Ramesh Ponnuru’s recent book, The Party of Death: The Democrats, the Media, the Courts and the Disregard for Human Life is on first glance a book dealing with the politics of divisive right to life and bioethics issues on the contemporary American scene. What it really is, is an ethical book within the context of the modern American political and cultural atmosphere.

What the book achieves, through its thoroughly researched propositions and ethical examinations of bioethics , is one of the better references and argument for a strict understanding of defending life at its margins before birth and in end of life circumstances.

Ponnuru, a senior editor for the conservative bi-weekly National Review and practicing Roman Catholic, does not base his discussions on theological premises. Rather he attempts to address right to life issues from common scientific and ethical understandings in modern American life.

By arguing in the negative, that there are societal forces that exist either out of neglect, well-meaning ignorance, pragmatism or even intentionally negative actions, he argues for an overarching culture of life and an examination of thought and practice in every area in order to preserve and care for life in all its stages to the best extent possible.

The book is divided into three sections: What Roe Wrought, Bioethics of Death, Life and the Parties. The first section is devoted to a closer examination of the legal dilemmas caused by the Roe v. Wade decision and the ethical problems it has created. The second section is the strongest part of the book, which is good a thing because of the increasing level of attention that will be given to bio-ethical issues in the coming generation. The last section deals exclusively with how abortion and bio-ethical issues have transformed American politics and where the debate is likely to be going from this point forward.

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The first section’s exclusive attention to abortion opens with the jarring assertion that everything you think you know about Roe is a lie. Ponnuru emphasises repeatedly that Roe allowed for abortions through the entire pregnancy, giving the US the most liberal abortion laws in the world. Strong descriptive writing and effective argument make the presentation of the legal defenses in Congress and the Federal Courts for the general reader accessible. Besides demonstrating the myths that have captured the popular imagination about Roe, Ponnuru attacks the metaphysical argument made that there is a difference between person-hood and life, by basing the intrinsic dignity and worth of individuals that exists just because someone has dignity and worth has an individual human. This reviewer has often wanted some sort of historical perspective that would place the modern history of abortion pre and post Roe v. Wade, especially the legal and medical state of the land before Justice Blackman wrote his decisions in 1972. His conclusion that Roe v. Wade is undemocratic legally and unsustainable ethically is supported by logical arguments that appeal to scientific thought and common understanding of the dignity of individuals.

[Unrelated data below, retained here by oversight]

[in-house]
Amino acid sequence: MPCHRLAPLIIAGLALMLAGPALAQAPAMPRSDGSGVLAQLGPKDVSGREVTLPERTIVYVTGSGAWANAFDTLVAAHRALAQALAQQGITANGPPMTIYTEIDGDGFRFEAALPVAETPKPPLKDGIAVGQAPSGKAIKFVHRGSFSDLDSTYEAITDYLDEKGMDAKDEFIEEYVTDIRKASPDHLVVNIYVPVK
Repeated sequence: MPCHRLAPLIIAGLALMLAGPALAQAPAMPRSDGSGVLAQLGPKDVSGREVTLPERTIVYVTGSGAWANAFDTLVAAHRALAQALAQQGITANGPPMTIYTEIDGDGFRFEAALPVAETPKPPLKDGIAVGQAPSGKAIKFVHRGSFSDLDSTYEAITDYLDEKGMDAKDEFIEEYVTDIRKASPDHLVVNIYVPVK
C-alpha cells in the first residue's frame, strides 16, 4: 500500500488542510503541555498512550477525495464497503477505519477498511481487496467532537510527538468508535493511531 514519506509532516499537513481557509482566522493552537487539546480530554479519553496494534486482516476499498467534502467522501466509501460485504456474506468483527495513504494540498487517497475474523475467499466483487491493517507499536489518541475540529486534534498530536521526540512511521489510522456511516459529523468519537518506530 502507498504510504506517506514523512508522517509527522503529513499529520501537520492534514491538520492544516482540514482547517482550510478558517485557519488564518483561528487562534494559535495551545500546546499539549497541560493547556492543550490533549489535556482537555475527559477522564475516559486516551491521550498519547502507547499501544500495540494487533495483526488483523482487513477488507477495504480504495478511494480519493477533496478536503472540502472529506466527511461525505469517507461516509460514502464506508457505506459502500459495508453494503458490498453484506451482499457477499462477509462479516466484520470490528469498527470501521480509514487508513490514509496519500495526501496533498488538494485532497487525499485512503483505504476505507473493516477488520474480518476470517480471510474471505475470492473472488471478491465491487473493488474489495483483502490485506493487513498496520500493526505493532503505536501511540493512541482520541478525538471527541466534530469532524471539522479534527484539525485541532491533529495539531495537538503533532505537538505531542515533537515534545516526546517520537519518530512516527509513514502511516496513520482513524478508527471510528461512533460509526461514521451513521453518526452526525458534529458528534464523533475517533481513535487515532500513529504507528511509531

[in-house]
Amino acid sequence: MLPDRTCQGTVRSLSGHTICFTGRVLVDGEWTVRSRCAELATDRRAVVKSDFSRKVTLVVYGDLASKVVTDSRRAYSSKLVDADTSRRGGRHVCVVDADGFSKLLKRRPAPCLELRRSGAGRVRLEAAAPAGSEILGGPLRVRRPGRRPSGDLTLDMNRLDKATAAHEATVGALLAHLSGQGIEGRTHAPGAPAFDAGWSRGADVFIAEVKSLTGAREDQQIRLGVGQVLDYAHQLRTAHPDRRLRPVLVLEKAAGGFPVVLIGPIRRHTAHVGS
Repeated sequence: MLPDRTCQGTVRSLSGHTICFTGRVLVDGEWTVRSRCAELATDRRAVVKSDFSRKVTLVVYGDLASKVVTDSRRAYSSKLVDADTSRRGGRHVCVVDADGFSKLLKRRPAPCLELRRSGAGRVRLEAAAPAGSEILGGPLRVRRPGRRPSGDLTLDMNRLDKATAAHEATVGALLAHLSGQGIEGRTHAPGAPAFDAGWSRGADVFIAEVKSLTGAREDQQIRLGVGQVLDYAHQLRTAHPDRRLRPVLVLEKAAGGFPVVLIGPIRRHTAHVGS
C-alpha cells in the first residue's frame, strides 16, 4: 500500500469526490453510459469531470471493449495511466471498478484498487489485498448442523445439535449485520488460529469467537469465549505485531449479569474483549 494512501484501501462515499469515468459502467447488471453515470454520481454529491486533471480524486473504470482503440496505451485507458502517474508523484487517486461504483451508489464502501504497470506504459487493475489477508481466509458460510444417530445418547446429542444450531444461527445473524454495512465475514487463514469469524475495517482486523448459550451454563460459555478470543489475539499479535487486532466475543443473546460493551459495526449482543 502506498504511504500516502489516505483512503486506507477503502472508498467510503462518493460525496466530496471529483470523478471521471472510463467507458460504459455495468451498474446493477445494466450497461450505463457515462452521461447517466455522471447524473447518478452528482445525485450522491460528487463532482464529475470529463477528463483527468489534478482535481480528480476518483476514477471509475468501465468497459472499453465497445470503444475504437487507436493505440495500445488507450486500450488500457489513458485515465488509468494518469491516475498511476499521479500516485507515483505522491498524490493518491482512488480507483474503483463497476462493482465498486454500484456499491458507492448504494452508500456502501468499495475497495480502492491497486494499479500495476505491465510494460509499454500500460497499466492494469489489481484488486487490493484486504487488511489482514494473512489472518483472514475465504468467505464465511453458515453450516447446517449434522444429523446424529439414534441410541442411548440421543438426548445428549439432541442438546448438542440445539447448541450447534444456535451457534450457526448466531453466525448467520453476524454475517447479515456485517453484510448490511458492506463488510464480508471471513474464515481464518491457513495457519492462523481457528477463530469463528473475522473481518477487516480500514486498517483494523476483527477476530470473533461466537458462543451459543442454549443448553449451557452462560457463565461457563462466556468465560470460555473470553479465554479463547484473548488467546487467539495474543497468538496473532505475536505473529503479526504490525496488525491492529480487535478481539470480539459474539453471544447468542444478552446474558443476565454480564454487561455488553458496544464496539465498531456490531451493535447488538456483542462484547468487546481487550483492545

The second section’s attention to bioethics is the strongest and the most needed. For it’s possible that the culture at large has the poorest understanding of these issues. From Terri Schaivo to euthanasia to embryonic stem cell research, Ponnuru applies the same logical forms that he used to examine the results of the abortion decision. Ponnuru’s defense against research based on leftover embryos is again based on the dignity and intrinsic value of human individuals beyond arbitrary distinctions of person-hood which have varied depending on the value that can be imposed on individuals to those who are not excessively burdened by them. Euphemisms and twists of language, like calling humans in embryo states “embryo-like beings” are used to show that the difference between current American cultural thinking and hard-core eugenics is small. Ponnuru’s description of Princeton professor Peter Singer’s ethical views about how obsolete the “traditional view of the sanctity of human life” may be jarring for many readers who have not thought much about what the limits should be beyond hypothetical crisis situations, but that is the point. It forces the reader to decide where exactly they stand on bioethics, why and what basis exists for their thinking.

The third and final section exists solely to discuss the recent cultural and political trends for what Ponnuru calls the party of death, that is those who actively seek to recreate and do away with any traditional understanding of the sanctity of human life, and in contrast with medical and scientific advancements which bolster the traditional understanding of life sanctity. Ponnuru is not concerned with making an exclusive partisan argument against the Democratic party and instead holds as much fire for Republican politicians who join in his “party of death.” After two sections of the book describing misconceptions and ethical issues with abortion specifically and bio-ethics generally, this amounts to an application section of how twisted thinking from a traditional understanding drives much public policy from welfare to education policy in Washington and the 50 state houses.

The present stalemate, with a slight tilt towards a traditional view of human life, has served the nation poorly and at minimum, Ponnuru argues for a breaking up of judicial decisions against traditional views of human life. At maximum, Ponnuru argues for an advancement, embracing medical science and ethical understanding to advance a traditional view of human life as compassionate and life affirming.

**This book was received for book review only. No other payment or remuneration was received.

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